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Apr 14 2019 0

The Basics of Estate Planning in California

Widening your gaze and considering the people in your life, instead of just your assets, will help you to create a more well-rounded estate plan. Stripped down to its core purpose, estate planning is the determination of how your interests will be taken care of when the time comes that you are no longer cognizant, usually due to either incapacity or death. While no one enjoys sitting around and thinking about the day they shuffle off this mortal coil, are you really going to leave your family to sift through your responsibilities without the benefit your input? Even worse still is that if you choose to neglect to set your personal affairs in order, the state government will most likely be the one to make those decisions for you.

Advance Health Care Directives

Advance health care directives are a legally binding, written set of directives that let other people know what your wishes and expectations are in terms of your health care should the day ever come when you are unable to do this for yourself. Advance health care directives usually cover the following things:

  • Designation of Health Care Representative – You designate someone whom you trust to adhere to your wants, make decisions, and exercise good judgment on your behalf in case you ever find that you are incapable of doing so yourself.
  • Living Will This document lets other people know your expectations regarding how your end of life medical care is to be managed.
  • Anatomical Donations You leave specific instructions as to what you would like done in the event that you choose to donate any of your internal organs upon your death.

Power of Attorney

The power of attorney is a legally binding form on which you formally select another person to act in your capacity. If, under any set of circumstances, you become incapacitated, filing a durable The Basics of Estate Planning in Californiapower of attorney will enable your chosen person to act on your behalf in matters regarding your medical care and your finances. There are other forms of power of attorney but they automatically cease when the person who made them becomes incapacitated.

Whomever you designate to act in this capacity can be given powers to act in as extensive a manner as you wish, but in their basest form, the powers should include at least the following:

  • The ability to oversee and sell off your assets;
  • The ability to design or revise trusts on your behalf;
  • The ability to pay your taxes and handle the IRS; and
  • The ability to make gifts.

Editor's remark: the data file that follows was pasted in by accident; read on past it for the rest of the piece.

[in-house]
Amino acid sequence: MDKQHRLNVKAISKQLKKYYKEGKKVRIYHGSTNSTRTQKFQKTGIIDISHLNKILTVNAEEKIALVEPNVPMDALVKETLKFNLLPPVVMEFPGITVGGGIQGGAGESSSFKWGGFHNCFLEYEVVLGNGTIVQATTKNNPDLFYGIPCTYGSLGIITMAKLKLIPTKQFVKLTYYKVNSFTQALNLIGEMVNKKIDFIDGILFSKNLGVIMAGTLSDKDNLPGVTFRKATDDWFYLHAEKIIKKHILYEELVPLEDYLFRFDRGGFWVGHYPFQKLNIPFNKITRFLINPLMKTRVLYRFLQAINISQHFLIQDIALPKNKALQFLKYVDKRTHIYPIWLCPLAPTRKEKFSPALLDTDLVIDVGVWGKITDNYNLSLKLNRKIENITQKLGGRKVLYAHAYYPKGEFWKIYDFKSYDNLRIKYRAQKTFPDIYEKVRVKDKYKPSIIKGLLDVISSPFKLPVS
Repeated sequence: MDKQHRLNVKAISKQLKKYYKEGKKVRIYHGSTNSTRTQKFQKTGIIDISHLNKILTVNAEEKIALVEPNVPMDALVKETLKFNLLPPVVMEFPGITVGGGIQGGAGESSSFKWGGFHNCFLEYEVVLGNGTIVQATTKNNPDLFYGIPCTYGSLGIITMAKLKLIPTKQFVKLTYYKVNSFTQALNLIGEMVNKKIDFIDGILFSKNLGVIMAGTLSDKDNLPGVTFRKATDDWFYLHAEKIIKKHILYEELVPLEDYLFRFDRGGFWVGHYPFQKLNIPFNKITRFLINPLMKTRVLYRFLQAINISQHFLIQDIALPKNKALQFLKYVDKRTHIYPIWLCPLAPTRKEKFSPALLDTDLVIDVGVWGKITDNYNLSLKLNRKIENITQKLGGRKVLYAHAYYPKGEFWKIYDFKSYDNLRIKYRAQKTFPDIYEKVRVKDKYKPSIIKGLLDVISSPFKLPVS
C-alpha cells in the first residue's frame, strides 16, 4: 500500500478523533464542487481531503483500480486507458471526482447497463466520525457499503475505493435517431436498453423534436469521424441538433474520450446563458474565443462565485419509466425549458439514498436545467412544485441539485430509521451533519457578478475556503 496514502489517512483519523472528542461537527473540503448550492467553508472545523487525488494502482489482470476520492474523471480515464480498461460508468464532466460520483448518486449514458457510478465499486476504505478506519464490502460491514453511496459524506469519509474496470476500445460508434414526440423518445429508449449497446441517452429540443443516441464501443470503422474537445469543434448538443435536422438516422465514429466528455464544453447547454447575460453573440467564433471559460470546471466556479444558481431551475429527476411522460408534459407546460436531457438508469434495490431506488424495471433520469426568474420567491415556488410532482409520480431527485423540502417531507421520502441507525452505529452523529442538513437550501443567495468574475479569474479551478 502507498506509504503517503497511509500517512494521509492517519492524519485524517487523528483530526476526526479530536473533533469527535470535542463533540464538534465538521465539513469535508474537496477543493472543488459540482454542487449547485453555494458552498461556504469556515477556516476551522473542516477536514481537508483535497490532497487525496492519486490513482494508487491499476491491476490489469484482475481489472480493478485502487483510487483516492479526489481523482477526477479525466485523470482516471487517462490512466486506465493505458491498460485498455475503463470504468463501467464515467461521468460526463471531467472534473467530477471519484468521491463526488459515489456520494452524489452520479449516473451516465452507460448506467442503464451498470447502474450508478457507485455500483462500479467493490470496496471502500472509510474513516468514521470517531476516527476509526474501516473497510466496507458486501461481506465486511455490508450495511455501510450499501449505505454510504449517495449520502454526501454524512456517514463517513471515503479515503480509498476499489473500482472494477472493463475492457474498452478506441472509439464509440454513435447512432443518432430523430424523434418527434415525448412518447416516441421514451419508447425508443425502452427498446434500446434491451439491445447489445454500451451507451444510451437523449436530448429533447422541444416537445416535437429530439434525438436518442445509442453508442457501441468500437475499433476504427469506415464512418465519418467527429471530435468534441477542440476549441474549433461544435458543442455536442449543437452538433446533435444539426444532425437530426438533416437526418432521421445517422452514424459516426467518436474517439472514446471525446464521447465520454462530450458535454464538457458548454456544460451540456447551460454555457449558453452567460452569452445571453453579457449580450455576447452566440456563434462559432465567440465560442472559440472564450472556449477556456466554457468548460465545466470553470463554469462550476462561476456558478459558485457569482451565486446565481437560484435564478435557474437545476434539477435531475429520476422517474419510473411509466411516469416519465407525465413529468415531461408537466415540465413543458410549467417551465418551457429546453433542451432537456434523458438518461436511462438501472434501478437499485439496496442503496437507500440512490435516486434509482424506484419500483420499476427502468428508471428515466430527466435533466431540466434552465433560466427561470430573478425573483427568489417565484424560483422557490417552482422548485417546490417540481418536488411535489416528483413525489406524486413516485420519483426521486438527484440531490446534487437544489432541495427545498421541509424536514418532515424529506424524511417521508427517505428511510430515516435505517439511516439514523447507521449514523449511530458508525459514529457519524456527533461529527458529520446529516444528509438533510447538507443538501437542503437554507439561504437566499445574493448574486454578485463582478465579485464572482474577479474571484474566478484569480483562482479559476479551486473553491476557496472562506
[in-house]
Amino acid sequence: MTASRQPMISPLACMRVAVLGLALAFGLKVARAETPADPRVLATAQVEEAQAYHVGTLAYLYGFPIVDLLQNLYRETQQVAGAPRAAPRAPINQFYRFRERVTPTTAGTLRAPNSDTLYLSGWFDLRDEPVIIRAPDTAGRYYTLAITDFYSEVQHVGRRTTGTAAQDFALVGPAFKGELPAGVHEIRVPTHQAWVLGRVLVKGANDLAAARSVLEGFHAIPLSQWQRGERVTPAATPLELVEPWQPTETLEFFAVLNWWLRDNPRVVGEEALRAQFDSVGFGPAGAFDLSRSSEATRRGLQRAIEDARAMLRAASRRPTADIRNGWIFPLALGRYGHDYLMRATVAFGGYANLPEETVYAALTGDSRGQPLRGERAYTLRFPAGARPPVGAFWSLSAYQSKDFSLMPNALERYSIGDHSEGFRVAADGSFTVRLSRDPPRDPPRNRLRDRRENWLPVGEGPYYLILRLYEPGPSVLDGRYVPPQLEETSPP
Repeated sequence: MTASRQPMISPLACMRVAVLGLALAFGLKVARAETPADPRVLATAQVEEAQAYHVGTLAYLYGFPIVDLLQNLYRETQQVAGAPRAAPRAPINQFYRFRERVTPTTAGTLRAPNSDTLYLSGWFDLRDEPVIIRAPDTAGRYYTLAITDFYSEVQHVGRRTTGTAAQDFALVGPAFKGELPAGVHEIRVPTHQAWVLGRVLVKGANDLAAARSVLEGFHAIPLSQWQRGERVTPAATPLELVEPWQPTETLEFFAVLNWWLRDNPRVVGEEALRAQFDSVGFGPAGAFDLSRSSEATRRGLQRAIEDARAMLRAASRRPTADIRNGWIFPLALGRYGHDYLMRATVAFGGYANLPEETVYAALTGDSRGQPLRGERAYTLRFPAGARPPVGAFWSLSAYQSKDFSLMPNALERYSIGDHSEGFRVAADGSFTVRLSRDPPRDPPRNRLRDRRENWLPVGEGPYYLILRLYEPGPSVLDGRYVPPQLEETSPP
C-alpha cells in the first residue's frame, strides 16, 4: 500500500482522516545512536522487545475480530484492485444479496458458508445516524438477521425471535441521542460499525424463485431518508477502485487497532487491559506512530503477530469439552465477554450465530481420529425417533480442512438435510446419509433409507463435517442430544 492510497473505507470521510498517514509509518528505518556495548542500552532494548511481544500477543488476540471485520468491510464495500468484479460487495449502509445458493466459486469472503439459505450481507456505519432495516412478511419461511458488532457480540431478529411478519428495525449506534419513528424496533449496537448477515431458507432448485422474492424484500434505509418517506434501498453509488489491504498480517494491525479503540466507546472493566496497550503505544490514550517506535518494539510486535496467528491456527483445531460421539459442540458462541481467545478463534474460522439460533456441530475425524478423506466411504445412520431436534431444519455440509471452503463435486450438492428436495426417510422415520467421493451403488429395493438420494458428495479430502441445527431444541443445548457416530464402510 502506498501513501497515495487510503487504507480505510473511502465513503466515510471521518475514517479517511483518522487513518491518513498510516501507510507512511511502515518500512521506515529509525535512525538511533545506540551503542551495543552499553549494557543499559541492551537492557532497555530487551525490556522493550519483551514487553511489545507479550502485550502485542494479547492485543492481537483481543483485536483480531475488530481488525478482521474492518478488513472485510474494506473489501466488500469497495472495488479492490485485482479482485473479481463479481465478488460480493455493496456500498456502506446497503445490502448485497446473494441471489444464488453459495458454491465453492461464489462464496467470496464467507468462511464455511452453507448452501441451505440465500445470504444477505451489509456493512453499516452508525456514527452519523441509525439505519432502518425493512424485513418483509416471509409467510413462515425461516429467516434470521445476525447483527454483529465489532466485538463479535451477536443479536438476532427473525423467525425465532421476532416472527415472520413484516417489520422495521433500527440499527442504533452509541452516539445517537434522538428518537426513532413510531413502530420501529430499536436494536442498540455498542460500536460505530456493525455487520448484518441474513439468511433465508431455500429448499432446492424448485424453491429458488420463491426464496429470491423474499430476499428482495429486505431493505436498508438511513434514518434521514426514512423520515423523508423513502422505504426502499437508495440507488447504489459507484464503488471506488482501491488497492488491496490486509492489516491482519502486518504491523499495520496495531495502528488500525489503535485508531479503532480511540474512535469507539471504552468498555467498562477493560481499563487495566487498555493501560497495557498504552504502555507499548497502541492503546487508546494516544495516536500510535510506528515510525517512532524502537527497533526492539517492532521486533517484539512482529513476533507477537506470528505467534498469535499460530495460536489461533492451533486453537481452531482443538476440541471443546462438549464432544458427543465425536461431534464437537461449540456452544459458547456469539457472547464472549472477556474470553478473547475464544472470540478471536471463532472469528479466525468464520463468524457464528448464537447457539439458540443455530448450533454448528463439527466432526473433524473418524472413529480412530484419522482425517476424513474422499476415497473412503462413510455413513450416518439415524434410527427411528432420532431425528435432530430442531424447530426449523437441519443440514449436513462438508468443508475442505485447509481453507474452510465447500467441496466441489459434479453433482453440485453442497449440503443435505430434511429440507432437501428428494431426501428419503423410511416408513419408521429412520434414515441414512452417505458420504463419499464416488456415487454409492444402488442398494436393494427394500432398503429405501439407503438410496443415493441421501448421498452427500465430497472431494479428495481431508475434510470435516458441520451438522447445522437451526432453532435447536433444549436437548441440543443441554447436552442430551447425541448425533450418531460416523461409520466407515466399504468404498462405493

Last Will

A last will is a legal document that establishes who you would like to be given guardianship over your minor children and the manner in which you want your assets allocated following your death. The last will also designates an executor of that will. The job of an executor is to oversee and assist in the delegation of your will throughout the probate proceedings.  

Should you die with no valid will having been made, an act known as dying intestate, then all of your earthly treasures will be split up and their ownership transferred according to the interests of the State.


Trusts are a legal construct which enables you to designate another person to be legally allowed to hold your assets, called a trustee. A trustee is given the legal titles to whatever property is being put into the trust, but they have a legal obligation to make decisions for the good of the beneficiaries, not themselves. Revocable living trusts are implemented and financed throughout your lifetime.

You often appoint yourself as trustee to secure power over the assets until your incapacity or your death. A testamentary trust is formed through a stipulation in your will, following your death. Trusts are very adaptable and cover a wide range of situations. The type of trust that would best be suited to your needs is going to be determined by your individual interests and goals.


Probate is the legal procedure of filing the will with the court so that it can be validated. The process of probate includes verifying the legitimacy of the will, paying off any debts that were owed by the deceased, and allocating the assets of the deceased as indicated in their will or, in the event that there is no will, as stated by California law.

Certain assets are not required to go through probate, such as:

  • Annuity contracts and life insurance policies with a clearly designated beneficiary;
  • Legitimate gifts given prior to death;
  • Property that is held in joint tenancy with clear rights of survivorship;
  • IRAs and retirement plans that have a clearly designated beneficiary; and
  • Assets being held in living trusts.

If you feel like your knowledge of estate planning leaves a lot to be desired, or you are still unclear on what exactly is involved in the process, or where you should begin, then it is strongly suggested that you reach out to experienced probate and estate planning lawyer in California. If you are interested in meeting with a probate and estate planning attorney for a free, no-obligation consultation concerning your last will and testament, then please reach out to the team here at Levia Law Firm by calling (818) 703-1777 today.


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